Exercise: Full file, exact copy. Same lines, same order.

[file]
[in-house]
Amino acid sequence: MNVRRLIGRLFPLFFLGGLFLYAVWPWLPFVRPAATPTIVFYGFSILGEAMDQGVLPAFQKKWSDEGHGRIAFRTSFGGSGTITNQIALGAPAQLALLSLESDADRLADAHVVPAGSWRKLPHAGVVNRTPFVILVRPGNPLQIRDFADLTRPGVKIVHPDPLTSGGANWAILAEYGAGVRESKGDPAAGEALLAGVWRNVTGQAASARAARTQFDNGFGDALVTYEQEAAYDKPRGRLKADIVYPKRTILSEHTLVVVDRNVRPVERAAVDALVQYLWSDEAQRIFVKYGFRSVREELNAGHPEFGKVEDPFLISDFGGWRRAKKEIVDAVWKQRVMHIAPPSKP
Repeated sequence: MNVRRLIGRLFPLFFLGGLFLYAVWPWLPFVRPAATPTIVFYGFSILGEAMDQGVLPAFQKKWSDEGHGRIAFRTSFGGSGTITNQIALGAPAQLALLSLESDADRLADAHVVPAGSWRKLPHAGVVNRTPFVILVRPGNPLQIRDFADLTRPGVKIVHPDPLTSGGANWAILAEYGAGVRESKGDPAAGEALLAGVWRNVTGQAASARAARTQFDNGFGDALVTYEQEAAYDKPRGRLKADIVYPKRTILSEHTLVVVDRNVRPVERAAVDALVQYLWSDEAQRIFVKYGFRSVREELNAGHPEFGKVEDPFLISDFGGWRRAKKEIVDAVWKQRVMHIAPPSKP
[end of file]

[in-house]
Amino acid sequence: MNVRRLIGRLFPLFFLGGLFLYAVWPWLPFVRPAATPTIVFYGFSILGEAMDQGVLPAFQKKWSDEGHGRIAFRTSFGGSGTITNQIALGAPAQLALLSLESDADRLADAHVVPAGSWRKLPHAGVVNRTPFVILVRPGNPLQIRDFADLTRPGVKIVHPDPLTSGGANWAILAEYGAGVRESKGDPAAGEALLAGVWRNVTGQAASARAARTQFDNGFGDALVTYEQEAAYDKPRGRLKADIVYPKRTILSEHTLVVVDRNVRPVERAAVDALVQYLWSDEAQRIFVKYGFRSVREELNAGHPEFGKVEDPFLISDFGGWRRAKKEIVDAVWKQRVMHIAPPSKP
Repeated sequence: MNVRRLIGRLFPLFFLGGLFLYAVWPWLPFVRPAATPTIVFYGFSILGEAMDQGVLPAFQKKWSDEGHGRIAFRTSFGGSGTITNQIALGAPAQLALLSLESDADRLADAHVVPAGSWRKLPHAGVVNRTPFVILVRPGNPLQIRDFADLTRPGVKIVHPDPLTSGGANWAILAEYGAGVRESKGDPAAGEALLAGVWRNVTGQAASARAARTQFDNGFGDALVTYEQEAAYDKPRGRLKADIVYPKRTILSEHTLVVVDRNVRPVERAAVDALVQYLWSDEAQRIFVKYGFRSVREELNAGHPEFGKVEDPFLISDFGGWRRAKKEIVDAVWKQRVMHIAPPSKP